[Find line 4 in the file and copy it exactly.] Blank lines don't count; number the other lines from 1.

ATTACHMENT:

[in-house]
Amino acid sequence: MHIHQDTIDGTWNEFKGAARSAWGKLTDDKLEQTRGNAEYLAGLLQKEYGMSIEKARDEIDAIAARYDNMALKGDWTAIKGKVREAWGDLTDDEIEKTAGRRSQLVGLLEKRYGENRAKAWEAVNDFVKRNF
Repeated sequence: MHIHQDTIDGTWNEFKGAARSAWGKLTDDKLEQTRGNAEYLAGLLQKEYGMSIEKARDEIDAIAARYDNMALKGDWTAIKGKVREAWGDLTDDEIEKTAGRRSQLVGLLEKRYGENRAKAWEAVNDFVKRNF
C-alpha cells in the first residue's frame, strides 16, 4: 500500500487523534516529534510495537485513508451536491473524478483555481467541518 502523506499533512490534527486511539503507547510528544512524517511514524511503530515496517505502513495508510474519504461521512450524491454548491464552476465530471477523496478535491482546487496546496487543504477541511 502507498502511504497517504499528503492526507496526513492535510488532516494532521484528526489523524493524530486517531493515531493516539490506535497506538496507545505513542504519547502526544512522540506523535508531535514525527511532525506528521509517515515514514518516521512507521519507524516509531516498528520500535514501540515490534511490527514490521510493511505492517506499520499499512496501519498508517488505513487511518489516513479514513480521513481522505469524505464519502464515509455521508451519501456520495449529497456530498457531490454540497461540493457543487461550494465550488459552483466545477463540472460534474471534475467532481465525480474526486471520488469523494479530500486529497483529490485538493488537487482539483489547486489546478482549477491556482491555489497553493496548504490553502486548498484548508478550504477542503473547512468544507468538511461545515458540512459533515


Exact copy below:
C-alpha cells in the first residue's frame, strides 16, 4: 500500500487523534516529534510495537485513508451536491473524478483555481467541518 502523506499533512490534527486511539503507547510528544512524517511514524511503530515496517505502513495508510474519504461521512450524491454548491464552476465530471477523496478535491482546487496546496487543504477541511 502507498502511504497517504499528503492526507496526513492535510488532516494532521484528526489523524493524530486517531493515531493516539490506535497506538496507545505513542504519547502526544512522540506523535508531535514525527511532525506528521509517515515514514518516521512507521519507524516509531516498528520500535514501540515490534511490527514490521510493511505492517506499520499499512496501519498508517488505513487511518489516513479514513480521513481522505469524505464519502464515509455521508451519501456520495449529497456530498457531490454540497461540493457543487461550494465550488459552483466545477463540472460534474471534475467532481465525480474526486471520488469523494479530500486529497483529490485538493488537487482539483489547486489546478482549477491556482491555489497553493496548504490553502486548498484548508478550504477542503473547512468544507468538511461545515458540512459533515